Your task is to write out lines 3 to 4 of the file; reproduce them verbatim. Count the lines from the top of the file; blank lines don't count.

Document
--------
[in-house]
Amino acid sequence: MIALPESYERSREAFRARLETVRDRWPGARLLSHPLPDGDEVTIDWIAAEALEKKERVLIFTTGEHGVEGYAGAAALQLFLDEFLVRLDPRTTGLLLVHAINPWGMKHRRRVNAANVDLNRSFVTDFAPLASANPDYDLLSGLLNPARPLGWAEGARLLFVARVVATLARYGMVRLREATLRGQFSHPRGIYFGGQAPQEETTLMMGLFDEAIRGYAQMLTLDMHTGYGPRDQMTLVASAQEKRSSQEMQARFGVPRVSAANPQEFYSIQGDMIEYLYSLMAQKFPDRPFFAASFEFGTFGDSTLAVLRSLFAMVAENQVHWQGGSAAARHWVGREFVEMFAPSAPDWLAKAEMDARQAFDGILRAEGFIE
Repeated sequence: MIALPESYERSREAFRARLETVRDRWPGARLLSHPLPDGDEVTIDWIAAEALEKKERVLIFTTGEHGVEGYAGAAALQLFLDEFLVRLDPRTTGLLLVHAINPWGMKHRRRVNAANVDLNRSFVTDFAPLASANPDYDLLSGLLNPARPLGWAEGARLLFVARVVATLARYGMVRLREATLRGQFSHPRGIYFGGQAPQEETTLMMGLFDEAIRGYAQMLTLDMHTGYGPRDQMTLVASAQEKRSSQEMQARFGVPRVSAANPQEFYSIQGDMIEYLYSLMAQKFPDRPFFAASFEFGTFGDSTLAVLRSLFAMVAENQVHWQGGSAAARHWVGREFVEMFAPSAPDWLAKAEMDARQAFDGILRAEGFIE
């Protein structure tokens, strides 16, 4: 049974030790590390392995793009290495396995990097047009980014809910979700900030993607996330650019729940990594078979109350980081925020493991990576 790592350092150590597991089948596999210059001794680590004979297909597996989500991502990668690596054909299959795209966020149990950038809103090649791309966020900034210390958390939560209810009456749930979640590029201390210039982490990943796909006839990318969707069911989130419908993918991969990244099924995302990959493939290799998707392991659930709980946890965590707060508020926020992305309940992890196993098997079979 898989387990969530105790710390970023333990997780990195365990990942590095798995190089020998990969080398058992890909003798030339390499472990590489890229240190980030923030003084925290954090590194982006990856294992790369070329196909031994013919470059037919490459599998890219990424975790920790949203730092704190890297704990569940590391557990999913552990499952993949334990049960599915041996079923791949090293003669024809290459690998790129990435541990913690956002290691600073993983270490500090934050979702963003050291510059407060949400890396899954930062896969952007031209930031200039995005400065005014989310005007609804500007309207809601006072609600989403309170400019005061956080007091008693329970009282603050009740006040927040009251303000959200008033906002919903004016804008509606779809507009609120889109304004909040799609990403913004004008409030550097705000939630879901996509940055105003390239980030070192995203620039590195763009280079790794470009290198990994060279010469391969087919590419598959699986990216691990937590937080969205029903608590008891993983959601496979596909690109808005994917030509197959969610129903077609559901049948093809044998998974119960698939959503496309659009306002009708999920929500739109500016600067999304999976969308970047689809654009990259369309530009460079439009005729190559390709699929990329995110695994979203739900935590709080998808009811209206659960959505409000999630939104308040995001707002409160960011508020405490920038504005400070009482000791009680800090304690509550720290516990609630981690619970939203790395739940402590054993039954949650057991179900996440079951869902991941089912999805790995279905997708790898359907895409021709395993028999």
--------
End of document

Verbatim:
Repeated sequence: MIALPESYERSREAFRARLETVRDRWPGARLLSHPLPDGDEVTIDWIAAEALEKKERVLIFTTGEHGVEGYAGAAALQLFLDEFLVRLDPRTTGLLLVHAINPWGMKHRRRVNAANVDLNRSFVTDFAPLASANPDYDLLSGLLNPARPLGWAEGARLLFVARVVATLARYGMVRLREATLRGQFSHPRGIYFGGQAPQEETTLMMGLFDEAIRGYAQMLTLDMHTGYGPRDQMTLVASAQEKRSSQEMQARFGVPRVSAANPQEFYSIQGDMIEYLYSLMAQKFPDRPFFAASFEFGTFGDSTLAVLRSLFAMVAENQVHWQGGSAAARHWVGREFVEMFAPSAPDWLAKAEMDARQAFDGILRAEGFIE
């Protein structure tokens, strides 16, 4: 049974030790590390392995793009290495396995990097047009980014809910979700900030993607996330650019729940990594078979109350980081925020493991990576 790592350092150590597991089948596999210059001794680590004979297909597996989500991502990668690596054909299959795209966020149990950038809103090649791309966020900034210390958390939560209810009456749930979640590029201390210039982490990943796909006839990318969707069911989130419908993918991969990244099924995302990959493939290799998707392991659930709980946890965590707060508020926020992305309940992890196993098997079979 898989387990969530105790710390970023333990997780990195365990990942590095798995190089020998990969080398058992890909003798030339390499472990590489890229240190980030923030003084925290954090590194982006990856294992790369070329196909031994013919470059037919490459599998890219990424975790920790949203730092704190890297704990569940590391557990999913552990499952993949334990049960599915041996079923791949090293003669024809290459690998790129990435541990913690956002290691600073993983270490500090934050979702963003050291510059407060949400890396899954930062896969952007031209930031200039995005400065005014989310005007609804500007309207809601006072609600989403309170400019005061956080007091008693329970009282603050009740006040927040009251303000959200008033906002919903004016804008509606779809507009609120889109304004909040799609990403913004004008409030550097705000939630879901996509940055105003390239980030070192995203620039590195763009280079790794470009290198990994060279010469391969087919590419598959699986990216691990937590937080969205029903608590008891993983959601496979596909690109808005994917030509197959969610129903077609559901049948093809044998998974119960698939959503496309659009306002009708999920929500739109500016600067999304999976969308970047689809654009990259369309530009460079439009005729190559390709699929990329995110695994979203739900935590709080998808009811209206659960959505409000999630939104308040995001707002409160960011508020405490920038504005400070009482000791009680800090304690509550720290516990609630981690619970939203790395739940402590054993039954949650057991179900996440079951869902991941089912999805790995279905997708790898359907895409021709395993028999």